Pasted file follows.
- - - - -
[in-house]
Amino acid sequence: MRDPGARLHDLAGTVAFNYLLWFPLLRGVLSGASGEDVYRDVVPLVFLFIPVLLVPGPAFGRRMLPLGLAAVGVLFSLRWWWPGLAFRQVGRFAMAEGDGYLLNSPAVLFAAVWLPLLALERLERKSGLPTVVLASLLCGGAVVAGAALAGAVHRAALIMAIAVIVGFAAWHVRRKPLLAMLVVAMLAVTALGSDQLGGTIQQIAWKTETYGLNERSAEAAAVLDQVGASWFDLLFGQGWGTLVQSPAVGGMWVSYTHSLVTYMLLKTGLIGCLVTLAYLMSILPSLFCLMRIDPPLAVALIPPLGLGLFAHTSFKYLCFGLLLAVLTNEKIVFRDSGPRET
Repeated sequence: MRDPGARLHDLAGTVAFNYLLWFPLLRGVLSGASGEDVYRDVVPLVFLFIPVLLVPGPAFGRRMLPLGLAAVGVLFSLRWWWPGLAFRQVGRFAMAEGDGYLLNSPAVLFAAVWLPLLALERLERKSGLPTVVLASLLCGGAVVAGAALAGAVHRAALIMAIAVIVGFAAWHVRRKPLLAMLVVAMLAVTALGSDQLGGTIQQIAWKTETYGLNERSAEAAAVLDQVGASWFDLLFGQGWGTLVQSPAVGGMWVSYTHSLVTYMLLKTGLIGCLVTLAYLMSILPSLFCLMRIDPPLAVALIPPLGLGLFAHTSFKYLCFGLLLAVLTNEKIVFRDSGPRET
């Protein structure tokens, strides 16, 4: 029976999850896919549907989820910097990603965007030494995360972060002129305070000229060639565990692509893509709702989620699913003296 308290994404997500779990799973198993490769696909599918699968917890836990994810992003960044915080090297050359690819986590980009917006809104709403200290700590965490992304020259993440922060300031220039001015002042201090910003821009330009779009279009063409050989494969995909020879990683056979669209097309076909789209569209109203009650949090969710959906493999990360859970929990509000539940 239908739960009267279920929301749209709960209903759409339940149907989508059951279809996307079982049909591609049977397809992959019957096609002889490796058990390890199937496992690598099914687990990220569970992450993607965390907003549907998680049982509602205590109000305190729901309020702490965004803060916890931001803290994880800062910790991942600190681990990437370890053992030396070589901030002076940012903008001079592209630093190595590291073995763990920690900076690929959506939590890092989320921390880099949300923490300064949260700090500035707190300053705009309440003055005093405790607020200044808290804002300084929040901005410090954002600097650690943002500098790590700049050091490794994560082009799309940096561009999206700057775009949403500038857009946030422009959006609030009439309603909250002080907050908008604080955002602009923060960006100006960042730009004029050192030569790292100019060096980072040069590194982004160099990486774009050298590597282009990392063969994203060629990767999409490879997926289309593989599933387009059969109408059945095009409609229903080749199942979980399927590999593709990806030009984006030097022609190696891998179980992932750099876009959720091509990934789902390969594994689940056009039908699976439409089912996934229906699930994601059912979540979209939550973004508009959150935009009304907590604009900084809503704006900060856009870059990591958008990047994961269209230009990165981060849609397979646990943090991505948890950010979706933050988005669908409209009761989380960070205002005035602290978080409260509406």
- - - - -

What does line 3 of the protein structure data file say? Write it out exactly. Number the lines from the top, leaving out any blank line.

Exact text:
Repeated sequence: MRDPGARLHDLAGTVAFNYLLWFPLLRGVLSGASGEDVYRDVVPLVFLFIPVLLVPGPAFGRRMLPLGLAAVGVLFSLRWWWPGLAFRQVGRFAMAEGDGYLLNSPAVLFAAVWLPLLALERLERKSGLPTVVLASLLCGGAVVAGAALAGAVHRAALIMAIAVIVGFAAWHVRRKPLLAMLVVAMLAVTALGSDQLGGTIQQIAWKTETYGLNERSAEAAAVLDQVGASWFDLLFGQGWGTLVQSPAVGGMWVSYTHSLVTYMLLKTGLIGCLVTLAYLMSILPSLFCLMRIDPPLAVALIPPLGLGLFAHTSFKYLCFGLLLAVLTNEKIVFRDSGPRET